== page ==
There are plenty of ways you can learn to reduce the levels of harmful fat in your diet:
  • At home:
    • Steam your veggies, to retain nutrients without adding fat
    • Avoid frying. Grilling meats is a better option, or use a pan with a rack below to allow fat to drip away.
    • Use non-stick cookware, so you can sauté without adding oils
    • Keep sharp knives handy, to trim away excess fat from meats … and slice them more thinly
    • Chill soups or stews, allowing the fat to congeal. Then remove the fat before you reheat.
  • In a restaurant:
    • Get your sauces, dressings and gravies on the side. Then use your fork to get a small amount on what you’re eating.
    • Don’t order breaded or fried foods.
    • Ask if the kitchen will broil your fish or meat without added butter or oil.
    • If you order an appetizer, share it with a friend.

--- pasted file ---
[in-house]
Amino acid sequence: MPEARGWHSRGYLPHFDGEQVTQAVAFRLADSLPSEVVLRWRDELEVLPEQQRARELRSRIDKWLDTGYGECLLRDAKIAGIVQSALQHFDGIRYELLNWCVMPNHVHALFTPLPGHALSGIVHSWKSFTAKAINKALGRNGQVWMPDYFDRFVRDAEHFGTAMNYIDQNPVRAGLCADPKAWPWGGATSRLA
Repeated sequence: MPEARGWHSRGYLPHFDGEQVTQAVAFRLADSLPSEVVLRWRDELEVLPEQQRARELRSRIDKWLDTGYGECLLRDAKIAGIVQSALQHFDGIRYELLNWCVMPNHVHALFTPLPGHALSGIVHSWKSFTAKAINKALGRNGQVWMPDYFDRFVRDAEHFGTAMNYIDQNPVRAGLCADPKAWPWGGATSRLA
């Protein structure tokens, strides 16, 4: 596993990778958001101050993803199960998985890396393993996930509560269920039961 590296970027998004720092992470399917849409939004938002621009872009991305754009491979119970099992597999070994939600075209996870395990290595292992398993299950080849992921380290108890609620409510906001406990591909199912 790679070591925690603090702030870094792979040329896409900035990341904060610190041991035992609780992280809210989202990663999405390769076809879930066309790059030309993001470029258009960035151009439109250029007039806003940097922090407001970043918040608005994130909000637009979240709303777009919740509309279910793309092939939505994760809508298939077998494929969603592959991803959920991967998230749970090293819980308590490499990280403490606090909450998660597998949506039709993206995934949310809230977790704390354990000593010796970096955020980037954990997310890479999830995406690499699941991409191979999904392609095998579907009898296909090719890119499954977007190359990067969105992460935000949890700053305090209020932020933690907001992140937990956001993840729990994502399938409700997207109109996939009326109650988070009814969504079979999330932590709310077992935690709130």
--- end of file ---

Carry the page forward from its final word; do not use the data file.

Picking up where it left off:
• If the main dishes are too big, choose two small, lower-fat appetizers. Or ask for a “doggie bag” to take home a portion to save for another meal.
    • If you must eat in a “fast food” place, ask to see the nutrition information for their meals  … and try to choose one that’s not loaded with fat and calories.

Tip 4: Watch your serving sizes

We live in a society where “super-sizing” has become the norm, both in restaurants and in grocery stores. But just because ‘bigger’ options are out there, doesn’t mean you have to choose them. Watching your portion sizes is one of the best ways to make sure you’re not eating too many calories, fat and salt.
In the grocery store, try to choose the smallest size you can find, especially when buying snacks. Healthy snacks are better choices, but if you do give in to your “junk food” cravings once in a while, mini-sized chocolate bars and half-sized bags of chips are at least better options than full-sized ones.
At home, let your plate be your guide. If you think of a plate as a kind of map, think of filling ¼ of the plate with a protein choice (chicken or fish), ¼ of the plate with a starch (rice, pasta, couscous, corn or potatoes) and the remaining ½ with vegetables. Remember, choosing a smaller plate (a luncheon size rather than a dinner plate) is a good way to watch your calories. And stick to just ONE plate … don’t go for seconds!